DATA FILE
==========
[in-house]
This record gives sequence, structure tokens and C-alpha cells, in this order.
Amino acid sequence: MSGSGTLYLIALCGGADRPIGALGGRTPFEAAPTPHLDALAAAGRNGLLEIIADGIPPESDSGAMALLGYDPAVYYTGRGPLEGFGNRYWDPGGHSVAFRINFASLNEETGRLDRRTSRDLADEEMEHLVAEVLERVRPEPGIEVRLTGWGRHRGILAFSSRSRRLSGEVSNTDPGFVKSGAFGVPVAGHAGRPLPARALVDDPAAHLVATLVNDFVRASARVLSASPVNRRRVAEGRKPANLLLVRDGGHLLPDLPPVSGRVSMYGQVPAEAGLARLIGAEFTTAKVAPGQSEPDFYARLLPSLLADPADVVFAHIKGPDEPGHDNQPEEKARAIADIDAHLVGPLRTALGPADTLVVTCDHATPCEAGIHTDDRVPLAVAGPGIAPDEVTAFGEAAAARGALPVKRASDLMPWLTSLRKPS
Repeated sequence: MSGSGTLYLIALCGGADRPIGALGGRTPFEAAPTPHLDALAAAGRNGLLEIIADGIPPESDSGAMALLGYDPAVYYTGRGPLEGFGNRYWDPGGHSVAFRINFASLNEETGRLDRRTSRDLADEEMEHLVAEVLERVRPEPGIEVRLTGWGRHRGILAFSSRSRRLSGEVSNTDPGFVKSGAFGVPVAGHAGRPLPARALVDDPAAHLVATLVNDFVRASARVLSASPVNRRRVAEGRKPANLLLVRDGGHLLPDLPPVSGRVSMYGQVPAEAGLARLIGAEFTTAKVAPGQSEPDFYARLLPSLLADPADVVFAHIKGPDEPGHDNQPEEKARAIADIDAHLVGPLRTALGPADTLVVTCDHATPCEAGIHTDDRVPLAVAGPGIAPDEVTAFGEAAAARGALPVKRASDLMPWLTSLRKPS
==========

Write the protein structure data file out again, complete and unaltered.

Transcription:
[in-house]
This record gives sequence, structure tokens and C-alpha cells, in this order.
Amino acid sequence: MSGSGTLYLIALCGGADRPIGALGGRTPFEAAPTPHLDALAAAGRNGLLEIIADGIPPESDSGAMALLGYDPAVYYTGRGPLEGFGNRYWDPGGHSVAFRINFASLNEETGRLDRRTSRDLADEEMEHLVAEVLERVRPEPGIEVRLTGWGRHRGILAFSSRSRRLSGEVSNTDPGFVKSGAFGVPVAGHAGRPLPARALVDDPAAHLVATLVNDFVRASARVLSASPVNRRRVAEGRKPANLLLVRDGGHLLPDLPPVSGRVSMYGQVPAEAGLARLIGAEFTTAKVAPGQSEPDFYARLLPSLLADPADVVFAHIKGPDEPGHDNQPEEKARAIADIDAHLVGPLRTALGPADTLVVTCDHATPCEAGIHTDDRVPLAVAGPGIAPDEVTAFGEAAAARGALPVKRASDLMPWLTSLRKPS
Repeated sequence: MSGSGTLYLIALCGGADRPIGALGGRTPFEAAPTPHLDALAAAGRNGLLEIIADGIPPESDSGAMALLGYDPAVYYTGRGPLEGFGNRYWDPGGHSVAFRINFASLNEETGRLDRRTSRDLADEEMEHLVAEVLERVRPEPGIEVRLTGWGRHRGILAFSSRSRRLSGEVSNTDPGFVKSGAFGVPVAGHAGRPLPARALVDDPAAHLVATLVNDFVRASARVLSASPVNRRRVAEGRKPANLLLVRDGGHLLPDLPPVSGRVSMYGQVPAEAGLARLIGAEFTTAKVAPGQSEPDFYARLLPSLLADPADVVFAHIKGPDEPGHDNQPEEKARAIADIDAHLVGPLRTALGPADTLVVTCDHATPCEAGIHTDDRVPLAVAGPGIAPDEVTAFGEAAAARGALPVKRASDLMPWLTSLRKPS